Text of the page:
Medical Ethics Committee xvii List of case examples xix Preface xxiii 1 A practical approach to ethics 1 Does medical ethics help and how? 2 Key terms and concepts 2 Professionalism 4 Duties and rights 5 The public interest 5 Medical law and healthcare law 6 Statute and common law 6 Human rights law 7 Quasi (or soft) law 8 Ethical decision making 9 Approaching an ethical problem 10 The BMA?s approach 11 Recognise that a dilemma exists 11 Dissect the problem 13 Do you need more information? 13 Identify and apply relevant legal or professional guidance 13 Analyse the facts 14 Can you justify the decision with sound arguments? 15 A final word on problem solving 15 References 16 2 The doctor?patient relationship 17 Setting the scene 17 Responsibilities for patients and the duty of care 18 The duty of care 19 Independent assessors 21 Professionals with dual obligations 22 Continuity of care and patients? rights to change 22 Delegation of tasks and referral of patients 23 Patient autonomy and choice 24 Managing patients? expectations 24 Do patients have choices about who provides care? 24 Rights of homeless people, detainees and asylum seekers 25 Can patients insist on having the drugs they prefer? 25 Do patients have the right to a second opinion? 26 Patients? rights to combine NHS and private care 26 Patients? rights to reject medical advice 27 What are the rights of patients who are violent or misuse services? 28 Patients? rights to complain 28 Truth-telling and good communication 29 Giving bad news 29 Telling patients about unfunded treatments 31 Reporting mistakes and telling patients about them 32 Keeping patients? trust 34 Managing confl icts of interest 34 Conflicts when commissioning services 35 Payment for referrals or recommendations 36 Accepting gifts and bequests 36 Covert medication 37 Recording consultations 38 Covert recording and surveillance 38 Chaperones and accompanying persons 39 Intimate examinations 40 Recognising boundaries 41 Managing personal relationships with patients 41 When a friendship becomes inappropriate 42 Intimate relationships 43 Use of social media 44 Health professionals acting as witnesses to legal documents 46 Advance decisions about medical treatment 46 Acting as a legal advocate for a patient 46 Firearms certifi cates 47 Health professionals? personal beliefs 47 Conscientious objection 49 Breakdown of the doctor?patient relationship 50 Limits or boundaries on advertising services 51 Treating oneself, friends and family 52 Self-diagnosis and treatment 52 Treating family or close friends 53 Staff who are also patients 53 Providing a safe service 54 Whistle-blowing 54 Emergency situations 55 Ensuring competence in daily practice 56 Locums, out-of-hours services and arranging medical cover 57 Vetting and barring 57 Students, shadowing and work experience 59 Writing references for colleagues 59 A last word on the doctor?patient relationship 60 References 60 3 Consent, choice and refusal: adults with capacity 65 Setting the scene 65 The importance of information 67 Offering information for contemporaneous and advance decisions 67 Translation and signing services 69 What type of information? 70 Information to make an advance decision 71 Information about participating in a research project 72 How much information? 72 The duty to warn about risks 73 Can information be withheld? 76 Can patients refuse information? 77 Refusal of treatment 78 Seeking consent 80 Who should seek the patient?s consent? 80 What type of consent or refusal is valid? 81 Implied decisions and explicit or express decisions 81 Written and verbal decisions 82 Voluntary and pressured decisions: Do patients mean what they say? 82 Undue influence 82 Cultural influences 85 The influence of incentives 85 Documenting the decision 86 Documenting consent 86 Documenting refusal 86 Documenting views about future medical treatment 87 Advance requests 88 Advance decisions refusing treatment: The law in England and Wales 89 Advance refusals in Scotland 91 Advance refusals in Northern Ireland 91 Implementing the decision 91 Does having consent mean the procedure must proceed? 91 A last word about patient consent and refusal 92 References 92 4 Treating adults who lack capacity 96 Setting the scene 96 The law concerning treatment and non-treatment of adults lacking capacity to consent 98 General legal principles across the UK 98 England and Wales 99 Scotland 99 Certificate of incapacity and the general authority to treat 99 Common law in Northern Ireland 100 Assessing patients? capacity 101 What is mental capacity? 101 How is it assessed? 102 What factors indicate capacity? 102 What factors indicate impaired capacity? 103 Fluctuating capacity 104 Who should assess capacity and when? 105 Providing care and treatment for adults lacking mental capacity 106 Best interests and benefit for patients 106 Exceptions to best interests 107 Involving people close to the patient 107 Best interests and covert medication 108 The role of proxy decision makers 108 Power of attorney in England and Wales 108 The power to make health and welfare decisions 109 Disputes arising in relation to LPAs 110 Court-appointed deputies (England and Wales) 110 Independent mental capacity advocates (IMCAs) (England and Wales) 110 The role of IMCAs in decisions to withhold or withdraw serious medical treatment 111 The role of IMCAs in decisions about where patients should live 111 Attorneys and guardians in Scotland 111 Resolving disputes (Scotland) 113 Decisions needing special safeguards 113 Giving treatment with serious implications 113 Withholding treatment with serious implications 115 Taking legal advice and involving the courts 116 The Official Solicitor (England and Wales) 116 Withholding or withdrawing life-sustaining treatment 117 Clinically assisted nutrition and hydration 118 Safeguards for participation in research 120 Dementia research 120 Emergency research 121 Control, restraint and deprivation of liberty 121 Deprivation of Liberty Safeguards 124 England and Wales 124 Scotland 124 Northern Ireland 125 The difference between protection, restraint and deprivation of liberty 125 A last word on caring for adults who lack capacity 126 References 127 5 Treating children and young people 131 Setting the scene 131 Consent to examination and treatment 132 Competence to consent to or refuse treatment or examination 133 Consent or refusal on behalf of babies and young children 133 Parental responsibility 134 Best interests 134 Disagreements between people with parental responsibility 137 Refusal by people with parental responsibility 137 Involving older children in decisions 138 Unaccompanied minors 139 Confi dentiality 139 Assessing competence in children and young people 140 Competence to consent 141 Competence to refuse 143 Consent and refusal by competent young people 143 Consent 143 Refusal 144 Research involving children and young people 147 Parental consent or refusal for children and babies 147 Assent from children who lack competence 148 Consent or refusal by competent children and young people 148 Emergency research involving children and babies 149 Availability of research and trial data 149 Consent and refusal in exceptional circumstances 149 Male infant circumcision 149 Serious difference of opinion between parents and health professionals 150 Paternity testing 151 Consent to testing 151 Refusal of testing 151 Testing and best interests 152 Advance decision making 152 Using restraint to provide treatment 152 Refusal of medical or psychiatric examination under the Children Act 1989 153 Child protection 153 Confidentiality and disclosure of information about abuse or neglect 157 Advisory services and involving the courts 159 A last word on treating children and young people 160 References 160 6 Patient confidentiality 165 Setting the scene 165 What is confidential? 167 Identifiable data 168 Anonymised data 168 Pseudonymised data 169 Keeping information secure 170 Informing patients about possible uses of their health information 171 The law on confidentiality and disclosure 172 The common law protecting confi dentiality 172 Data Protection Act 1998 172 Health and Social Care Act 2012 (England) 173 The NHS Future Forum and the review of information governance 174 Statutory disclosures 174 Statutory restrictions on disclosure 175 Human Rights Act 1998 (UK-wide) 176 NHS Act 2006 (England and Wales) 177 Comparable arrangements in Northern Ireland 178 Comparable arrangements in Scotland 178 Computer Misuse Act 1990 (UK-wide) 178 Use of patient information for purposes directly related to care 178 Consent by patients with capacity 178 Sharing information with other health professionals 180 Sharing information with relatives, parents and patients? friends 181 Sharing information for social care 181 Leaving phone messages for patients and texting them 182 When adults lack capacity 182 Sharing information to invoke a Lasting Power of Attorney (LPA) 182 Sharing information with other proxy decision makers 183 Information sharing when children lack competence 183 Uses of patient information for purposes indirectly related to care 184 Secondary uses of data 184 Clinical audit 185 Financial audit and other healthcare management purposes 185 Commissioning agencies? use of patient information 186 Teaching 187 Medical research 187 Public health 188 Disclosures unrelated to health care 189 Employment, insurance, immigration and social benefits 189 Reports to insurers and employers 189 Disclosure to government departments 190 Disclosure to the driver and vehicle licensing agency (DVLA) 190 Releasing health information to the media 190 Disclosures to identify and address poor health care 191 Patient complaints 191 Involving elected representatives 192 Whistle-blowing about substandard care 192 Disclosure to agencies monitoring standards 192 Disclosure requested by regulatory bodies 193 Disclosures related to crime prevention, detection or prosecution 193 Disclosure to the police and investigatory agencies 193 Gunshot and knife wounds 195 Domestic violence 195 Abuse of vulnerable adults and minors who lack capacity 196 Disclosure to courts and tribunals 196 Disclosure to solicitors 197 Disclosures in the public interest 198 The confidentiality owed to deceased patients 201 Factors to consider before disclosure 201 The needs of the bereaved 202 The interests of justice 202 Investigations by a coroner or procurator fiscal 203 Access to records in relation to claims 203 Freedom of Information Act 2000 203 A last word on confidentiality 204 References 204 7 Management of health records 211 Setting the scene 211 Defining medical records 212 Manual and electronic patient records 212 Images 213 Visual and sound recordings 213 Patients who lack capacity (including children) 214 Recording telephone calls 214 Making a health record 215 What to include in the record 215 Standardising hospital records 215 Recording discussion with patients and noting their wishes 216 Aggressive or threatening behaviour 216 What to exclude from the record 216 Records made and shared by several professionals 217 National summary records 218 Changing medical records or adding to them 218 Disputes about accuracy 218 Patient requests to omit or remove some information 218 Altering or tampering 219 Adding information later to the record 219 Adding or removing information when the record is shared 220 Transsexual patients 220 Adopted patients 220 Tagging records 221 Primary and secondary uses of records 221 Primary uses of records 221 Secondary uses of records 221 Secondary uses of children?s records 222 Using material in publications or other media 222 Giving access to patient records and reports 223 Ownership of records 223 NHS records 223 Private records 224 Access by patients 224 Information which should not be disclosed 225 Access by solicitors 226 Access by people other than the subject 226 Access to the records of children and young people 227 Access to the records of incapacitated adults 228 Access to the records of deceased persons 228 Access to reports for insurance or employment 228 Security of data 229 The obligation to protect identifi able data 229 Records management policies 230 Transmission of information 231 By fax 231 NHSmail 231 Transfer of information within the NHS 231 Transfer of GP records 232 Sending information abroad 232 Retention and destruction of records 233 Accessing records after the duty of care has ended 233 Recommended retention times 233 Disposal of manual records 235 Storing and disposing of recordings 235 A last word about records management 235 References 236 8 Prescribing and administering medication 241 Setting the scene 241 Talking to patients and obtaining consent 242 Giving information about a prescription 242 Concordance/medicines adherence 243 Taking account of patients? values and religion 244 Prescribing placebos 244 Pressure from patients 245 Patients? requests for complementary and alternative medicines (CAMs) 246 Requests for repeat prescriptions 247 ?Lifestyle drugs? 249 Choosing the right product for the patient 250 Responsibility for prescribing 250 Clinical freedom 250 Prescribing errors 251 Pressure from employers 252 Complying with official guidance 253 NICE (England and Wales) 253 Comparable arrangements for technology evaluation in Scotland 254 Arrangements for technology appraisals in Wales 254 Arrangements for technology appraisals in Northern Ireland 255 Prescribing and monitoring resources 255 ?Topping up? NHS treatment 256 Generic prescribing 256 Drug switching 257 Off-label prescribing and unlicensed drugs 257 Prescribing drugs off-label to save money 258 Reporting adverse drug reactions and adverse incidents 259 Shared prescribing and continuity of care 259 Prescribing shared between different doctors 260 Prescribing shared between primary and secondary care 260 Prescribing shared between the NHS and the private sector 261 Patient group directions (PGDs) 261 Prescribing shared between doctors and other health professionals 262 Supplementary prescribing and independent non-medical prescribers 262 Prescribing shared with practitioners of complementary therapies 263 Continuity of care 263 Exchange of information between doctors in referrals and discharge summaries 263 Prescribing for people at a distance ? internet, email or telephone 264 Prescribing for patients abroad 266 Prescription-only medicines on the internet 266 Prescribing for different patient groups 267 Controlled drugs and prescribing for addicts 267 Prescribing strong opioids for pain in adult palliative care 269 Use of opioids and the principle of double effect 269 Prescribing for older people 270 Involving older people in concordance 270 Over-medication of older people 271 Prescribing for children 272 Prescribing for oneself, friends or family 272 Conflicts of interest 273 Financial interests in health-related products or services 273 Ownership of pharmacies 274 Dispensing doctors 274 Gifts and hospitality from pharmaceutical companies 274 Participation in market research 276 Administering medication 276 Following guidance and protocols 277 When medication needs special safeguards 277 Covert medication 278 Patients with capacity 278 Patients who lack mental capacity 279 A last word about prescribing and administering medicine 279 References 280 Index 287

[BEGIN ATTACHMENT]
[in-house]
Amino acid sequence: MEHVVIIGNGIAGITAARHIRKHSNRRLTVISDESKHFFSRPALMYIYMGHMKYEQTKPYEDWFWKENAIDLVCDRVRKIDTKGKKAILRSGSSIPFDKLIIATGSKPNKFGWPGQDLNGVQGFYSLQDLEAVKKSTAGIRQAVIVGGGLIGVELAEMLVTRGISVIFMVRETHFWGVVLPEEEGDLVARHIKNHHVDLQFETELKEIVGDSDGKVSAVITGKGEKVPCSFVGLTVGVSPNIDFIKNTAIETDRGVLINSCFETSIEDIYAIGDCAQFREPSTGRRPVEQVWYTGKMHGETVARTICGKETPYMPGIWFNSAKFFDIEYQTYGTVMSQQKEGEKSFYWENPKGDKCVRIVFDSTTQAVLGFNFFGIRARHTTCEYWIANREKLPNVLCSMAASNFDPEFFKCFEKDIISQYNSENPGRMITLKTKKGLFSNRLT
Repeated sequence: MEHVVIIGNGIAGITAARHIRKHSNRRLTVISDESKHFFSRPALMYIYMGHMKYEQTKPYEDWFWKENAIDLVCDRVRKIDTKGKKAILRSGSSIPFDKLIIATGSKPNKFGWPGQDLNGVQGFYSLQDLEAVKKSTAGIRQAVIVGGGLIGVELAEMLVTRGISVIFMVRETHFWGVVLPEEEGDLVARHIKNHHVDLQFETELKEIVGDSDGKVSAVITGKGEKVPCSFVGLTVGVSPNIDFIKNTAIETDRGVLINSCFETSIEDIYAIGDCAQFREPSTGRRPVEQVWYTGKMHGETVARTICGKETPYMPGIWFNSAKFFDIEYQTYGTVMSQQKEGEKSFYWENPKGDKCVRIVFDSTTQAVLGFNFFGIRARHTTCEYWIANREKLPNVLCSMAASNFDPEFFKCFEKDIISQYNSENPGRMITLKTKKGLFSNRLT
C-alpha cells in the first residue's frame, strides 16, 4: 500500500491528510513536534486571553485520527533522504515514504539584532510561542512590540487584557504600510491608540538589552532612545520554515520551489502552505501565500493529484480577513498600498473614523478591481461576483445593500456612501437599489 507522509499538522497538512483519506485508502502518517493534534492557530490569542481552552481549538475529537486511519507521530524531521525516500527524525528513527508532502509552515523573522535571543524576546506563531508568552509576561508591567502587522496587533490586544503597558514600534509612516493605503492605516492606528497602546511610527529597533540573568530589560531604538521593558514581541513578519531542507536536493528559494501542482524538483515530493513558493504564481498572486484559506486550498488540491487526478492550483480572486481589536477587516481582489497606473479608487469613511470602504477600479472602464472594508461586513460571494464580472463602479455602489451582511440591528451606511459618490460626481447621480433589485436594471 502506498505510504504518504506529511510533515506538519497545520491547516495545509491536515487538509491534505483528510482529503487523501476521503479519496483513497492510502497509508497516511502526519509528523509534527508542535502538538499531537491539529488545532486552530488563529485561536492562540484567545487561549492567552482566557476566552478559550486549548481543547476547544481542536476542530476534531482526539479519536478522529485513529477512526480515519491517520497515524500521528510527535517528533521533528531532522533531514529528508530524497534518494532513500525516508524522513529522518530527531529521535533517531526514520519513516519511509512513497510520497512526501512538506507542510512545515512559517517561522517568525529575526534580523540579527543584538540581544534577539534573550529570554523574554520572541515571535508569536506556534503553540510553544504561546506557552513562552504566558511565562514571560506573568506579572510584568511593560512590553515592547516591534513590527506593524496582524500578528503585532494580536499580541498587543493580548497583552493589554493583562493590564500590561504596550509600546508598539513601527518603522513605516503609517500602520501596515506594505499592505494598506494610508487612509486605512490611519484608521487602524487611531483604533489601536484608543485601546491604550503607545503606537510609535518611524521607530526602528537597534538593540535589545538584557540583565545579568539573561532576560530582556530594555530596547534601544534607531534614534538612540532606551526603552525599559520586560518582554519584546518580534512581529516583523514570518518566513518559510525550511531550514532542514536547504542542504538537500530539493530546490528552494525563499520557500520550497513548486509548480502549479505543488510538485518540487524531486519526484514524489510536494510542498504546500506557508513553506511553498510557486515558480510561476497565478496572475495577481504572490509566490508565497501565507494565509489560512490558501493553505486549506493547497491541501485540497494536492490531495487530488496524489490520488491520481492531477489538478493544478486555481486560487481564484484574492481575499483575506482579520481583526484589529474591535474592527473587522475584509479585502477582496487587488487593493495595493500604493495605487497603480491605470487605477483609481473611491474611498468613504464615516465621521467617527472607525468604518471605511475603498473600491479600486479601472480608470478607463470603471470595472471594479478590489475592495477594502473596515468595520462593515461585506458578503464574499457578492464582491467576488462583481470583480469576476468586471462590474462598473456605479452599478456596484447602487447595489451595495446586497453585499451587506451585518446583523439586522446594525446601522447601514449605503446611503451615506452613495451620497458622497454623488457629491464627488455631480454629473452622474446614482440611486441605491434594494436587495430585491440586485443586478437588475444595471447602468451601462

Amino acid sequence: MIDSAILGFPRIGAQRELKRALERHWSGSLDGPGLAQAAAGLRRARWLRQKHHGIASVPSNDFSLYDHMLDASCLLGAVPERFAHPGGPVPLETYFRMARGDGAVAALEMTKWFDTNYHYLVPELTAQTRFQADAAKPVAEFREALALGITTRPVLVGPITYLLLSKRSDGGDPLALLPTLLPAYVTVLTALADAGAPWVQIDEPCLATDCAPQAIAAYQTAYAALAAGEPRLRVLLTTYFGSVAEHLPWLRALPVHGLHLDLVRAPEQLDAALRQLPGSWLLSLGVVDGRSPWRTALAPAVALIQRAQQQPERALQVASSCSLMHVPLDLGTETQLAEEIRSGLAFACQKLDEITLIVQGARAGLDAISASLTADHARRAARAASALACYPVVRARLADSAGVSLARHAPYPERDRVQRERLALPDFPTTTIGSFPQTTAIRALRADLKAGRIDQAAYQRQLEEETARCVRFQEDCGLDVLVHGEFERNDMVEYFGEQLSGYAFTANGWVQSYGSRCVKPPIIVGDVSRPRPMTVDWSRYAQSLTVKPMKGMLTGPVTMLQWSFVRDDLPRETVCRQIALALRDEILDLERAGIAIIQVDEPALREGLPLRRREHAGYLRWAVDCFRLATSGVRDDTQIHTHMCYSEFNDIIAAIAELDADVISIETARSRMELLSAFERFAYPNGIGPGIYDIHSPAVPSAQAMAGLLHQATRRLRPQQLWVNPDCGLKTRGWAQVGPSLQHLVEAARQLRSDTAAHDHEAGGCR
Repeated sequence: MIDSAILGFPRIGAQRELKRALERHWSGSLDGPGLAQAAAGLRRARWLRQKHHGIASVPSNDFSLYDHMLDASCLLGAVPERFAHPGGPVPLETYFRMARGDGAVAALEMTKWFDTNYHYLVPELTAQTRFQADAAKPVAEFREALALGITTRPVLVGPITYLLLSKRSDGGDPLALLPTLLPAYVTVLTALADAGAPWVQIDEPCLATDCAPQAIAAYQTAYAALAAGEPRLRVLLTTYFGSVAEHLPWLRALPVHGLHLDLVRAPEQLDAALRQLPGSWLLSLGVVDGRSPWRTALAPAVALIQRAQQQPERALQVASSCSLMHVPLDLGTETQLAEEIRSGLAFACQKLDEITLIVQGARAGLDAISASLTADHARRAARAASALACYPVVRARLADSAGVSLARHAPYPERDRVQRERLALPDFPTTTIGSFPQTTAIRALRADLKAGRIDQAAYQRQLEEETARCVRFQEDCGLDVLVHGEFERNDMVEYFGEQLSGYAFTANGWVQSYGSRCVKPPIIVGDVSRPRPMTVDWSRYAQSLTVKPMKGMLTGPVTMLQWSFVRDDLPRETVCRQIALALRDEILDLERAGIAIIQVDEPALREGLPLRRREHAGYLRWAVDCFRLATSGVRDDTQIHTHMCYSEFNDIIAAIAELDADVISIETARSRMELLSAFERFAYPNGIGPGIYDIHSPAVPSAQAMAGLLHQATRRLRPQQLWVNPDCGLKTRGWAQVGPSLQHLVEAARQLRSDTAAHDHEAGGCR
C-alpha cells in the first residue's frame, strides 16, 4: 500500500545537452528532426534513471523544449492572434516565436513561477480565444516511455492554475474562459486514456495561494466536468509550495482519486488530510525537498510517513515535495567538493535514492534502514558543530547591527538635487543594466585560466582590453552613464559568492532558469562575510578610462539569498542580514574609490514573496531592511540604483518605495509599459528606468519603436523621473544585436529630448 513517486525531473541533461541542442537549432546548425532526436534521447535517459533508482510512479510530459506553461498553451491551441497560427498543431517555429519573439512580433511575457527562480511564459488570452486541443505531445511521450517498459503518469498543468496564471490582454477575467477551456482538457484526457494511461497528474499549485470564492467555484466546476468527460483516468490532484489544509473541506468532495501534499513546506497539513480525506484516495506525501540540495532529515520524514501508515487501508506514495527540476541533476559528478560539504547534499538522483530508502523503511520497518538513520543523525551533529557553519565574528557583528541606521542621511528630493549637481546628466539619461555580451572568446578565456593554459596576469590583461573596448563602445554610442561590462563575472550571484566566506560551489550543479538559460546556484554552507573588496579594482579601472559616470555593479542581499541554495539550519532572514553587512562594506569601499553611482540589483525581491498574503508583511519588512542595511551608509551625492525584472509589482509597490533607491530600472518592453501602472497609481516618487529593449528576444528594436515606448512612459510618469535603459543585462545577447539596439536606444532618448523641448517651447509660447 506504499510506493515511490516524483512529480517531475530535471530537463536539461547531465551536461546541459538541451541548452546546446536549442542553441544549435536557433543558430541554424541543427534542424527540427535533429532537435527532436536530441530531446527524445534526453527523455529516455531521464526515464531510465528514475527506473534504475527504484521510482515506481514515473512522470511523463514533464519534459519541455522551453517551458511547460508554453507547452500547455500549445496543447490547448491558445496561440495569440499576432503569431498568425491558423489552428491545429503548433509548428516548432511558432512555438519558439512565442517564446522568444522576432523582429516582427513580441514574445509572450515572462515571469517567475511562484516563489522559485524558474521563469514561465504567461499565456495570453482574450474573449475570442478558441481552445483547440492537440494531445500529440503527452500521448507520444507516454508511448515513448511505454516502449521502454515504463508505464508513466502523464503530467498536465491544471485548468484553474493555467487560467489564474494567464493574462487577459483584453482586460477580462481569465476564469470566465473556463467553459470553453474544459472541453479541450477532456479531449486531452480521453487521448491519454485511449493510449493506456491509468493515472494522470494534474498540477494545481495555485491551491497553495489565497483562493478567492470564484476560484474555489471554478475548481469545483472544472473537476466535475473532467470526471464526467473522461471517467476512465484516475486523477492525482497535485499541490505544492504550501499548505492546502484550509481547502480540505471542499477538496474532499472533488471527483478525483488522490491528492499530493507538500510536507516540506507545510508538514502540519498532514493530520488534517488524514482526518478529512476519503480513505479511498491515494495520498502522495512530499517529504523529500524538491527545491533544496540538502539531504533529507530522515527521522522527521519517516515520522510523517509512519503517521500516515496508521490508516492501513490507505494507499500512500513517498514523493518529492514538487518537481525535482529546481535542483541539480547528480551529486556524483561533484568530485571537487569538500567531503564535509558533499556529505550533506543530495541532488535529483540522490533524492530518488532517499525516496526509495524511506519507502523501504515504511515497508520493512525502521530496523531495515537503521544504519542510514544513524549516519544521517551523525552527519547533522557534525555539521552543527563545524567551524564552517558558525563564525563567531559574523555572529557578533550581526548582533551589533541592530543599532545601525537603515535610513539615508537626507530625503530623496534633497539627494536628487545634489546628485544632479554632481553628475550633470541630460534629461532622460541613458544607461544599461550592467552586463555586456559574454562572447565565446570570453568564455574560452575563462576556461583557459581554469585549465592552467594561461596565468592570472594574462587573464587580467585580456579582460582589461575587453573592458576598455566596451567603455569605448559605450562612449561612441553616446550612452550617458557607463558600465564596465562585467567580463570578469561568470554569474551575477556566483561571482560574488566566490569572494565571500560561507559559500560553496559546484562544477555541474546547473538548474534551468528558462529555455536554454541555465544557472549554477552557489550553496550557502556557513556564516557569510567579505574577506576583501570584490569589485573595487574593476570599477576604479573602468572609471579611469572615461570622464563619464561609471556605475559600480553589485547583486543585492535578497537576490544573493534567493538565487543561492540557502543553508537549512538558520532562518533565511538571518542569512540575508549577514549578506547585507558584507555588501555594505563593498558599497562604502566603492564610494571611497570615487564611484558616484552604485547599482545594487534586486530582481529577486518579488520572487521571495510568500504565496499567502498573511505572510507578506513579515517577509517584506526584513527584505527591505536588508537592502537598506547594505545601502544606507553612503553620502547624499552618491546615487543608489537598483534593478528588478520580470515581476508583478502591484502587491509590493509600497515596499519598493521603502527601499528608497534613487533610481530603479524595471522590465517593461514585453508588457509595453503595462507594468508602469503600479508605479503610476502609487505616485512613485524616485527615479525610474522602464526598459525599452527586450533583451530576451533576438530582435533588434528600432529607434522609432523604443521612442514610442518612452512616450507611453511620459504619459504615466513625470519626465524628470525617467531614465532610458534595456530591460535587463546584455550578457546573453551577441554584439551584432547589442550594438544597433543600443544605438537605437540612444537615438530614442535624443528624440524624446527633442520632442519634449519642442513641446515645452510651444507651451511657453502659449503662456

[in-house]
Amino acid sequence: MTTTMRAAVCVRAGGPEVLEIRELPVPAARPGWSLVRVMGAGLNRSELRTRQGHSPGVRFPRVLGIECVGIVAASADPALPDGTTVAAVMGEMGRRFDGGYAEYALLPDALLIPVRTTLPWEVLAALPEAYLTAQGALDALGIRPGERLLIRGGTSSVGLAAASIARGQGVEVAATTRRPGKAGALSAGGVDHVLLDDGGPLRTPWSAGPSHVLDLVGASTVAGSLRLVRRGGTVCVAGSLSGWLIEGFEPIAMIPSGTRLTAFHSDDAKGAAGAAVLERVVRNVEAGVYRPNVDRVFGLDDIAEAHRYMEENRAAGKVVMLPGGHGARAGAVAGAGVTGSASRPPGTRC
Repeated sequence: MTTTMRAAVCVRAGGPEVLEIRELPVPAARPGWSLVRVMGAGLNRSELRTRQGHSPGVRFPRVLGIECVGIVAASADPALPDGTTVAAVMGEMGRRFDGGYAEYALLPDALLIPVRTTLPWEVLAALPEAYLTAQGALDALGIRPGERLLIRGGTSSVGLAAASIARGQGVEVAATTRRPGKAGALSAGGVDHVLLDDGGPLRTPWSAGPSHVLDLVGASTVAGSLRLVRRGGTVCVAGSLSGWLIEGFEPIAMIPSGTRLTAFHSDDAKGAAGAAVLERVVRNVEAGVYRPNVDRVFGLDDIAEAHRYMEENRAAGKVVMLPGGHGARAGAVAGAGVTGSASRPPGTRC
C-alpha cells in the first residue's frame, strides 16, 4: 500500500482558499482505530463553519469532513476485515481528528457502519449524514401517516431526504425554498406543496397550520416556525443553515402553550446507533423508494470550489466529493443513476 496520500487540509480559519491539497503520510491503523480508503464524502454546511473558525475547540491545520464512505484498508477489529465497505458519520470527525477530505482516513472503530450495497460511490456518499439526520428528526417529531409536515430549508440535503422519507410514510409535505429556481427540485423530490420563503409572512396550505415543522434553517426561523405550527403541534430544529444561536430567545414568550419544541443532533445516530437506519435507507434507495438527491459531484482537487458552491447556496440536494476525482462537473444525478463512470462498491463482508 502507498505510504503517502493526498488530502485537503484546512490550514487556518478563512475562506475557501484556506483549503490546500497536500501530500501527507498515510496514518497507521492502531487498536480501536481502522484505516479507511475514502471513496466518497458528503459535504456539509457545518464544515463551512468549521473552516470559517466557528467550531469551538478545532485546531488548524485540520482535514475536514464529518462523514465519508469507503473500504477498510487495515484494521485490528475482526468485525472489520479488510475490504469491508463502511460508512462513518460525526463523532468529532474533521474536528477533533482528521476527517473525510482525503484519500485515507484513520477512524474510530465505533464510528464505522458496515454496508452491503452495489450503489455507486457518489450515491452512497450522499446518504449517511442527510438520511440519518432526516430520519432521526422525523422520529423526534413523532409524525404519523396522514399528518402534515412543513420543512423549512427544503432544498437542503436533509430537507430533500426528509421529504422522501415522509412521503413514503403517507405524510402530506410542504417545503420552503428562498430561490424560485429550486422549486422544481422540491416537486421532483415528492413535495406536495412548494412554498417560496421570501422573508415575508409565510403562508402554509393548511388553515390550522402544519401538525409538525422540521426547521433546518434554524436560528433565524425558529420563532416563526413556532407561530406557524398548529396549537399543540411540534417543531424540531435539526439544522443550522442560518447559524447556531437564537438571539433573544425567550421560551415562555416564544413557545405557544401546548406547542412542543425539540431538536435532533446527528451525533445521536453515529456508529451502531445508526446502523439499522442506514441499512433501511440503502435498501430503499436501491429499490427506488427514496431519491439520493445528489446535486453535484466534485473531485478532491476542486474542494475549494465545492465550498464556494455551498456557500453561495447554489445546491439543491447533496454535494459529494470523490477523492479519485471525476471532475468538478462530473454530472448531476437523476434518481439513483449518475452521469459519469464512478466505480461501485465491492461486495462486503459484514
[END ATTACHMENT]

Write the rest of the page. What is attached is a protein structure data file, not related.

Reviews

Despite being written for doctors, this is a usefulreference for all healthcare professionals and students on theeveryday legal issues they may face in their work. (Nursing Management, 21 August 2013)